Lifestyle – The smartphone culture, and the instant accessibility of gambling sites, has huge ramifications for sport and greatly adds to the pressures on players, a meeting in Barna was told last week. Dearbhla Geraghty listened to the experts and explains why.
Social media and smartphones have changed the way that we relate to sport, and indeed to each other. And, it is not just that the art of conversation between team mates has diminished, but new – before, unheard of – problems are forcing clubs to tackle mental health issues head-on.
All-Ireland winning hurler, Iggy Clarke, gives an example of where players arrive at training already togged-out. They bypass the dressing rooms and, afterwards, go straight from the pitch to their car, and then home.
“We inquired why, and got talking to a few. One said: ‘I’m not going to take a shower, because I might be ‘Snapped’, and my picture could be gone viral before I go home’,” he said.
“That was the approach of some players, they didn’t want to share those dressing room moments. In our day, there was none of it, we looked forward to the dressing room, having the craic and banter, having showers afterwards, it was all part of the culture. Now, to some degree, that has changed quite a bit.”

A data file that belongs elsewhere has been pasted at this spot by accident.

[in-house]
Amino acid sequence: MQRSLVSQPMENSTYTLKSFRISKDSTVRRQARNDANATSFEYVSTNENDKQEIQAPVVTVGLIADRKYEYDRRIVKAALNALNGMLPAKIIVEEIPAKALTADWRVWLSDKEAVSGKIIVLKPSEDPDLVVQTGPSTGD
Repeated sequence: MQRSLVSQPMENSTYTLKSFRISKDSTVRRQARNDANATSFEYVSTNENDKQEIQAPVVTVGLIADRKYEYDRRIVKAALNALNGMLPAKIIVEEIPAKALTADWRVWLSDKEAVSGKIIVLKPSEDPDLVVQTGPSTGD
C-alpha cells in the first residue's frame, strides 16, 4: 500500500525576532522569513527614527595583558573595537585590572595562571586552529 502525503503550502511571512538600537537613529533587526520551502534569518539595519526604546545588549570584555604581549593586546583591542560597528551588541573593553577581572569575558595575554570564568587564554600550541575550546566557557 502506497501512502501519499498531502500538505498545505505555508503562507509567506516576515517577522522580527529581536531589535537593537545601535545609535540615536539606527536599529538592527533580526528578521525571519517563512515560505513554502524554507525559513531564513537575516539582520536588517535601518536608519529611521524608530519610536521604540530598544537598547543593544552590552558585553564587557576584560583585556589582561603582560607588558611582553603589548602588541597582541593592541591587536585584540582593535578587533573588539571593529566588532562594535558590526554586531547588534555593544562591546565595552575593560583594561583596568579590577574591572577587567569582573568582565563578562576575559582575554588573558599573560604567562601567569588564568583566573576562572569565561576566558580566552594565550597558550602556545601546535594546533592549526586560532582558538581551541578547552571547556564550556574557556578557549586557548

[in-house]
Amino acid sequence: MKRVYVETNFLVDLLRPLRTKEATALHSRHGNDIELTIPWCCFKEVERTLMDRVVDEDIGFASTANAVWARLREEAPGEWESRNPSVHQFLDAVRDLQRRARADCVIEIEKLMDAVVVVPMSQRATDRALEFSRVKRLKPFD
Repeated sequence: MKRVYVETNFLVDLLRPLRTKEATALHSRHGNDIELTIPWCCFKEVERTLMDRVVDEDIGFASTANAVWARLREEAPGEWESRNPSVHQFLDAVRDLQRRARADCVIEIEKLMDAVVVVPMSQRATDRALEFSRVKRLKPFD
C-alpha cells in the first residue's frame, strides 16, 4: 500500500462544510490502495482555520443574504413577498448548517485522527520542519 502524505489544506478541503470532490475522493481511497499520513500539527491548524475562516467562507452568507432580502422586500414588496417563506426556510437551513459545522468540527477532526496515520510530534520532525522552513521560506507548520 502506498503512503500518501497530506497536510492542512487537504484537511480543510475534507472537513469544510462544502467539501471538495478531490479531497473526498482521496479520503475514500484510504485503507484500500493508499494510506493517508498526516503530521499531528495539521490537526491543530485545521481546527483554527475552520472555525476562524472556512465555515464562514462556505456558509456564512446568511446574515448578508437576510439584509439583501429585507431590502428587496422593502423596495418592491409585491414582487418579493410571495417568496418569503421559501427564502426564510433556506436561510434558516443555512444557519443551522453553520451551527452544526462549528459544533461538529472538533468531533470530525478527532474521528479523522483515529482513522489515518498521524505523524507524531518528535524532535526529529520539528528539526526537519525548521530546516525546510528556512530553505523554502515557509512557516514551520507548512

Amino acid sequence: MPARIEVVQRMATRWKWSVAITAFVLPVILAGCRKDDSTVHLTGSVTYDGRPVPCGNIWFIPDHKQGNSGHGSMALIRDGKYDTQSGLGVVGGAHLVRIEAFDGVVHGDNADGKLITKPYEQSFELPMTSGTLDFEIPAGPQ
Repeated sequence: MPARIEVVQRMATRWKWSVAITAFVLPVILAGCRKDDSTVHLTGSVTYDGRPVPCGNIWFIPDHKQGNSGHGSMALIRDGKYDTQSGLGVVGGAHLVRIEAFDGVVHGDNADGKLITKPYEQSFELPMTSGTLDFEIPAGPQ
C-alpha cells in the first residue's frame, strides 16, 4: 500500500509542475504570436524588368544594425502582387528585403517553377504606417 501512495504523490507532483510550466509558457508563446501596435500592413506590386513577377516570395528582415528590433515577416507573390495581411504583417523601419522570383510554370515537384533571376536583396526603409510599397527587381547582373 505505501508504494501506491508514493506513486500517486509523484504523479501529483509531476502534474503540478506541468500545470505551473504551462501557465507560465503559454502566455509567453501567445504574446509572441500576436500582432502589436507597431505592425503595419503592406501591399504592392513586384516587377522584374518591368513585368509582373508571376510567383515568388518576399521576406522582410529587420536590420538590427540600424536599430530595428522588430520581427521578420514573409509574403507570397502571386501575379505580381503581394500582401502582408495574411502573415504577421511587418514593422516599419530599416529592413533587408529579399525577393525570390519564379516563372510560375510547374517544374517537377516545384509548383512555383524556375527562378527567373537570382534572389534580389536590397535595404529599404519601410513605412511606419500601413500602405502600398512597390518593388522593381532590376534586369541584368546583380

Former Galway hurlers, Justin Campbell and Iggy Clarke, work in the area of mental health and well-being – Iggy is a member of the Irish Association of Counsellors and Psychotherapists, while Justin is an addiction counsellor, dealing with alcohol, drugs and gambling.
They are involved with the GAA’s ‘Healthy Club’ initiative, have already trained up dedicated officers in about 60 of the county’s 80 clubs, and were speaking in the Twelve Hotel in Barna about the importance of being aware of the growing issues facing players.
You could say they have seen it all – but the reality is, their eyes are being opened to new challenges every single day.
“Initially, I started dealing with alcohol and substance abuse in 2005-06, when the place was awash with money,” says Justin.
“There was a lot of drinking, including underage drinking, which was impacting on the GAA and communities. We are nearly back at that stage again – those issues and problems haven’t gone away.”
With prominent County players coming forward lately, and speaking about their personal mental health issues, their stresses, additions, and anxieties, he says the ‘lid has been lifted’ somewhat.
“If it’s happening to county players, it must be the same for a club player. We put them on pedestals, but they are the same as everyone else.”
The GAA is in a very strategic position to face this growing problem head-on, being centrally located in every village, town, and city, but it is also taking on a responsibility to address these issues with action plans and policies.
Nearly a third of County players who made contact with the Gaelic Players Association did so with gambling problems, according to figures released from the ‘2012-15 Emotional Health and Wellbeing Programme’.
For more, read this week’s Connacht Tribune.